Issue N# 5 - 2003
Dysphagia, a geriatric point of view
Authors : P. Rumeau, B. Vellas (Toulouse)
Ref. : Rev Laryngol Otol Rhinol. 2003;124,5:331-334.
Article published in french
Downloadable PDF document french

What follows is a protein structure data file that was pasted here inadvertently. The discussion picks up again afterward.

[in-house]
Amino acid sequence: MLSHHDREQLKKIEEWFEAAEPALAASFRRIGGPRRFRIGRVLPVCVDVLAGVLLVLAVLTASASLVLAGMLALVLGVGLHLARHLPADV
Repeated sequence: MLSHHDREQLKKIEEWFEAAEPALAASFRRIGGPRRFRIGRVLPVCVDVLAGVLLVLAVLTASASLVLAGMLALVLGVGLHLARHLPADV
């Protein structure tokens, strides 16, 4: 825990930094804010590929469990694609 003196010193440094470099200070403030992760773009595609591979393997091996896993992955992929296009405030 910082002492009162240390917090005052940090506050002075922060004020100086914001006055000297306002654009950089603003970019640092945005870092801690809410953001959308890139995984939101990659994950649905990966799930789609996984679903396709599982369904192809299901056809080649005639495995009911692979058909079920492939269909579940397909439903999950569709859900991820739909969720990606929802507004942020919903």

Dysphagia is most common in geriatric medicine. Aspirations may cause chronic inflammatory syndrome or acute pneumonia or heart failure. At-risk patients should be recognised: some risks are caused by an acute condition, some by chronic disease or handicap. Alzheimer’s disease is the most common at-risk condition; it is causes a loss of the conscious part of mastication and early swallowing. Psychiatric disorders with anorexia should not be overlooked as a cause for dysphagia and malnutrition. Due to a longer life, elderly people are more likely to have multiple causes for dysphagia. Management of dysphagia in geriatric patients is sometimes curative but more often readaptative and palliative. It is not restricted to the time of the meals. It first starts with avoiding decubitus and maintaining a walking ability. Proper positioning in seats and bed involves an occupational therapist. The nutritionist selects tasty and appealing meals for each patient. Nurses detect acute confusion as opposed to, or in, dementia. The speech therapist takes charge in tutoring the staff in knowing what is the secure way to manage an assisted meal, and helps finding the best fitted texture for food and drink. Sometimes a proper rehabilitation will be feasible. Per endoscopic gastrostomies are mostly restricted to neuro-vascular patients and need discussed for their benefit/risk balance. The holistic approach needed to manage dysphagia in polypathology elderly patients calls for a "cultural" approach of the whole gerontologic team, never the less, accurate specialised diagnosis in mandatory.
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